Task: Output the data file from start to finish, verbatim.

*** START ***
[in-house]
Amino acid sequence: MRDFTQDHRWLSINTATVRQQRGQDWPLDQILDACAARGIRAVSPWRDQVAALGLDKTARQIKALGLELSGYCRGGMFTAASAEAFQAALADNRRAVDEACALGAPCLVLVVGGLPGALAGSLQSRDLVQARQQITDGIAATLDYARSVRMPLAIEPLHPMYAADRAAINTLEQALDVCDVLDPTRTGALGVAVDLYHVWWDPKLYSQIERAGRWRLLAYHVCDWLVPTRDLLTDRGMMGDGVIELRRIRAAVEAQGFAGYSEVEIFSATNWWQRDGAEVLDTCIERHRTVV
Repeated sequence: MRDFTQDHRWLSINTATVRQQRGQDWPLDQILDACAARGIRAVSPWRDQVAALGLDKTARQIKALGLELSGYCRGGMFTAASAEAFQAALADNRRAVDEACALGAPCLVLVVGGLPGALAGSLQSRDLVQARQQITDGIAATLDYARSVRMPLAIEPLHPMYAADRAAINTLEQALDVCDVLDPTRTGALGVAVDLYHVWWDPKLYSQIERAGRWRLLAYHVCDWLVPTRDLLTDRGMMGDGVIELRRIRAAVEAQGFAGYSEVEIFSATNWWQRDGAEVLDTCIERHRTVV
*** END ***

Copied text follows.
[in-house]
Amino acid sequence: MRDFTQDHRWLSINTATVRQQRGQDWPLDQILDACAARGIRAVSPWRDQVAALGLDKTARQIKALGLELSGYCRGGMFTAASAEAFQAALADNRRAVDEACALGAPCLVLVVGGLPGALAGSLQSRDLVQARQQITDGIAATLDYARSVRMPLAIEPLHPMYAADRAAINTLEQALDVCDVLDPTRTGALGVAVDLYHVWWDPKLYSQIERAGRWRLLAYHVCDWLVPTRDLLTDRGMMGDGVIELRRIRAAVEAQGFAGYSEVEIFSATNWWQRDGAEVLDTCIERHRTVV
Repeated sequence: MRDFTQDHRWLSINTATVRQQRGQDWPLDQILDACAARGIRAVSPWRDQVAALGLDKTARQIKALGLELSGYCRGGMFTAASAEAFQAALADNRRAVDEACALGAPCLVLVVGGLPGALAGSLQSRDLVQARQQITDGIAATLDYARSVRMPLAIEPLHPMYAADRAAINTLEQALDVCDVLDPTRTGALGVAVDLYHVWWDPKLYSQIERAGRWRLLAYHVCDWLVPTRDLLTDRGMMGDGVIELRRIRAAVEAQGFAGYSEVEIFSATNWWQRDGAEVLDTCIERHRTVV